Accipiters shake things up at winter gatherings Posted on December 9th, 2015 by

A sharp-shinned hawk waits patiently by the Arboretum birdfeeders recently

A sharp-shinned hawk waits patiently by the Arboretum birdfeeders recently


Oh, the stress of being a good holiday host. It’s so hard for a host to relax when there are so many things to worry about:  Will my guests find the place alright? Will they like the food I am serving? Will they be viciously attacked and eaten?

And, as Martha Stewart will tell you, few things will put a damper on the holiday festivities faster than your guests being ambushed, dragged away and brutally consumed. But, when you are hosting winter birds at your backyard bird feeder, uninvited hawks can make it a real possibility.

Yes, a bird bath can quickly turn into a blood bath when a Sharp-shinned hawk decides to set up camp and take advantage of the all-you-can-eat bird buffet that you have unwittingly provided.

A Sharp-shinned hawk (so named for a long, sharp edge that runs along the length of what we might call the bird’s shin) is just one of a group of woodland hawks called the accipiters. Accipiters tend to be small hawks with long tails and short, rounded wings — traits which give them speed and agility. In fact, “accipiter” is derived from the Greek “aci pteron” meaning “swift wing.”

Although there are about 50 different species of accipiters worldwide, there are only three species found in North America. Those three species are the Sharp-shinned hawk (Accipiter striatus), the Cooper’s hawk (Accipiter cooperii), and the Goshawk (Accipiter gentilis).

All three species of North American accipiters are closely related, very similar to each other in appearance, and notoriously difficult for amateur bird watchers to discern from each other. The three species differ from each other most notably in size, with the Sharpie being the smallest (pigeon-sized), the Goshawk being twice that size, and the Cooper’s Hawk in the middle.

Smaller birds can account for up to 90% of an accipiter’s diet. This is why the accipiter hawks are generally known to ornithologists as the “sparrow hawks.” The British are quick to point out that the European Sparrow Hawk (Accipiter nisus) is the only accipiter which has the distinction of being the one true sparrow hawk.

Not to be outdone, we Americans long ago proclaimed the American Kestrel to be the sparrow hawk (apparently unconcerned that the kestrel is really a falcon and doesn’t actually eat that many sparrows). The Brits have never forgiven us for this and, to this day, they still occasionally lash out at the world by creating and exporting dreadful pop musical groups like the Pet Shop Boys and the Spice Girls.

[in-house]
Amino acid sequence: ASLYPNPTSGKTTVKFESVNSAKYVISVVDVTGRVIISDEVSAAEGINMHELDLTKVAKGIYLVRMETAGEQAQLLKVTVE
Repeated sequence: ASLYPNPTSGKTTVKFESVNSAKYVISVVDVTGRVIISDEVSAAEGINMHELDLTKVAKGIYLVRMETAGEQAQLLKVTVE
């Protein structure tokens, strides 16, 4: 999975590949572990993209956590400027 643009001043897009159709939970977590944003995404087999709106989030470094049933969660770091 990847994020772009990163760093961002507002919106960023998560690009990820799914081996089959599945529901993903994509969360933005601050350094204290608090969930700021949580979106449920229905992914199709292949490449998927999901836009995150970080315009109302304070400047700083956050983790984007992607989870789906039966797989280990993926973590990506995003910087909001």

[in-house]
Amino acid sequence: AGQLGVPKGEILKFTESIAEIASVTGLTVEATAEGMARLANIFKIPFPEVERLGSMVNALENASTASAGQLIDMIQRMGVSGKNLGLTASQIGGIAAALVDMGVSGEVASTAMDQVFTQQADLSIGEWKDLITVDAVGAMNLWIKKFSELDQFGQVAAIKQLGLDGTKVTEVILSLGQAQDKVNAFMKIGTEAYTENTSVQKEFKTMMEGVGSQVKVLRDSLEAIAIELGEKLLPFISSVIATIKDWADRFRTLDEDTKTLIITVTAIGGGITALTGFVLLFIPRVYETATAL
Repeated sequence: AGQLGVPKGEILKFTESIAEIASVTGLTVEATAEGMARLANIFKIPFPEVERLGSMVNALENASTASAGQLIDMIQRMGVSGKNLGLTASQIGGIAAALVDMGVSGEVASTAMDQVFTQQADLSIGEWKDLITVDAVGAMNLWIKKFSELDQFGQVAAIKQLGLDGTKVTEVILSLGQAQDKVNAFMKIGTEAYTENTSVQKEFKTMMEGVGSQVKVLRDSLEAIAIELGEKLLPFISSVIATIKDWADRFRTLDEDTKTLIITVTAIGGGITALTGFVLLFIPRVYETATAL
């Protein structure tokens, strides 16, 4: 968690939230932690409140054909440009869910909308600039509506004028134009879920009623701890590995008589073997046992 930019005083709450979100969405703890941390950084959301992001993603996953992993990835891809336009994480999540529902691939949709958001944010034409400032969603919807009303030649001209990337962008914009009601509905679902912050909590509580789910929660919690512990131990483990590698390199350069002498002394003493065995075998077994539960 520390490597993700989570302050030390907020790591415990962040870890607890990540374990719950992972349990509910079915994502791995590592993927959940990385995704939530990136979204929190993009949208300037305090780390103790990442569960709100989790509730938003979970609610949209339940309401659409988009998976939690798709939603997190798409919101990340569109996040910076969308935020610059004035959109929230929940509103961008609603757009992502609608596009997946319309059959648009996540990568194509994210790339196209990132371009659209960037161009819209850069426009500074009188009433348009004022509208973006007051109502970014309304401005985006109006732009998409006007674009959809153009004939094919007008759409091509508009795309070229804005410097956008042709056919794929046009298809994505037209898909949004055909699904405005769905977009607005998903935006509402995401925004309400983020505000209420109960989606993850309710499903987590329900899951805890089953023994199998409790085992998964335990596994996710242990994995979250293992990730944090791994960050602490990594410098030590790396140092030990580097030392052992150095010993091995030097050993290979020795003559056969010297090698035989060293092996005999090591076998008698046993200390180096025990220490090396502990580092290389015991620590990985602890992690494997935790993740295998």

Accipiters occupy a variety of woodland habitats all across North America where they use quick bursts of speed and agility to chase their prey through obstacle courses of trees and shrubs. Despite their agility, studies have found that up to 25% of the birds in some accipiter populations have broken or fractured collar bones from hunting-related collisions with trees.

Upon capturing their prey, they hold it away from their body, and squeeze it tightly sending their unusually long and slender talons through the victim’s body. The prey is then taken to a special, pre-determined location that ornithologists colorfully refer to as the “plucking post” or the “butcher’s block.” (And, I don’t have to tell you the unspeakable acts that take place here.)

Being the smallest of the North American accipiters, Sharp-shinned hawks feed on the smallest songbirds and will readily take advantage of residential bird feeders if they are available. Experienced hawks can even learn to take full advantage of the urban environment, frightening and herding panicked songbirds into the mirror-like reflection of a nearby window, then snatching the stunned victims from the ground. However, inexperienced hawks often fall victim to the very same illusion when they themselves mistake the reflected image of a group of birds at a feeder for the real thing.

Many bird enthusiasts are uncomfortable with the idea of a hawk preying on their songbirds. After all, we love to watch the birds fill up on seed and fly away from the feeder, but we usually like to see them fly away under their own power. When we see them clutched in the talons of another bird, we sometimes feel like accessories to a crime, and “bird feeding” takes on a whole new meaning.

Keep in mind, however, that in the long run these hawks do a valuable service to the songbird species on which they prey. They test the songbirds for alertness and agility, culling out the weak and unfit, strengthening the genetics of the remaining population.

Plus, there’s something very gratifying in watching a hawk take out the mourning dove that’s been waking you up at 5 AM for the last few weeks.


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